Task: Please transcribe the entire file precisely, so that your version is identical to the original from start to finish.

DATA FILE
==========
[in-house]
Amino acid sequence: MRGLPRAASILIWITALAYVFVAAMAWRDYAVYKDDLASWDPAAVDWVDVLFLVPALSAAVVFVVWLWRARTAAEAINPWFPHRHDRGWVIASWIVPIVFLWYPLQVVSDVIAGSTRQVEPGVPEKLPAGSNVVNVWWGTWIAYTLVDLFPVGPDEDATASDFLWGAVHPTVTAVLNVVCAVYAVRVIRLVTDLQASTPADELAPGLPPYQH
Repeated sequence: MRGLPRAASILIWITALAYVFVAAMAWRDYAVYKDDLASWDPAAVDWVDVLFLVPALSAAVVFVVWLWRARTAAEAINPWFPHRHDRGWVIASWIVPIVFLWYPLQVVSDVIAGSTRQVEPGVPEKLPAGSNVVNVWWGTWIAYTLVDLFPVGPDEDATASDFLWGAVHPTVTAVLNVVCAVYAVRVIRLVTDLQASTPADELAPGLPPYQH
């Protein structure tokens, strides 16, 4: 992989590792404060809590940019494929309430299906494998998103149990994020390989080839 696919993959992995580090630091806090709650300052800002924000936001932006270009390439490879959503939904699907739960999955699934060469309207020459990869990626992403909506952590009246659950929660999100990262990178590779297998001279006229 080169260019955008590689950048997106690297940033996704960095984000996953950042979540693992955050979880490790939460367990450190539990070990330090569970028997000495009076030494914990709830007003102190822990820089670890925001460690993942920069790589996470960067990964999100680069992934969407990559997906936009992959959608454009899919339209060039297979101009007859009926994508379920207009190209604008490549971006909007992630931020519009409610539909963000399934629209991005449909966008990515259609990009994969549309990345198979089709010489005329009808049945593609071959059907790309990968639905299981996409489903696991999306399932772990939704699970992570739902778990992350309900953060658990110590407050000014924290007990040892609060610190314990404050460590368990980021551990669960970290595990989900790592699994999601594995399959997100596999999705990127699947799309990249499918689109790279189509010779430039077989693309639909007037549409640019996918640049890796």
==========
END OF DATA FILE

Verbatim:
[in-house]
Amino acid sequence: MRGLPRAASILIWITALAYVFVAAMAWRDYAVYKDDLASWDPAAVDWVDVLFLVPALSAAVVFVVWLWRARTAAEAINPWFPHRHDRGWVIASWIVPIVFLWYPLQVVSDVIAGSTRQVEPGVPEKLPAGSNVVNVWWGTWIAYTLVDLFPVGPDEDATASDFLWGAVHPTVTAVLNVVCAVYAVRVIRLVTDLQASTPADELAPGLPPYQH
Repeated sequence: MRGLPRAASILIWITALAYVFVAAMAWRDYAVYKDDLASWDPAAVDWVDVLFLVPALSAAVVFVVWLWRARTAAEAINPWFPHRHDRGWVIASWIVPIVFLWYPLQVVSDVIAGSTRQVEPGVPEKLPAGSNVVNVWWGTWIAYTLVDLFPVGPDEDATASDFLWGAVHPTVTAVLNVVCAVYAVRVIRLVTDLQASTPADELAPGLPPYQH
């Protein structure tokens, strides 16, 4: 992989590792404060809590940019494929309430299906494998998103149990994020390989080839 696919993959992995580090630091806090709650300052800002924000936001932006270009390439490879959503939904699907739960999955699934060469309207020459990869990626992403909506952590009246659950929660999100990262990178590779297998001279006229 080169260019955008590689950048997106690297940033996704960095984000996953950042979540693992955050979880490790939460367990450190539990070990330090569970028997000495009076030494914990709830007003102190822990820089670890925001460690993942920069790589996470960067990964999100680069992934969407990559997906936009992959959608454009899919339209060039297979101009007859009926994508379920207009190209604008490549971006909007992630931020519009409610539909963000399934629209991005449909966008990515259609990009994969549309990345198979089709010489005329009808049945593609071959059907790309990968639905299981996409489903696991999306399932772990939704699970992570739902778990992350309900953060658990110590407050000014924290007990040892609060610190314990404050460590368990980021551990669960970290595990989900790592699994999601594995399959997100596999999705990127699947799309990249499918689109790279189509010779430039077989693309639909007037549409640019996918640049890796």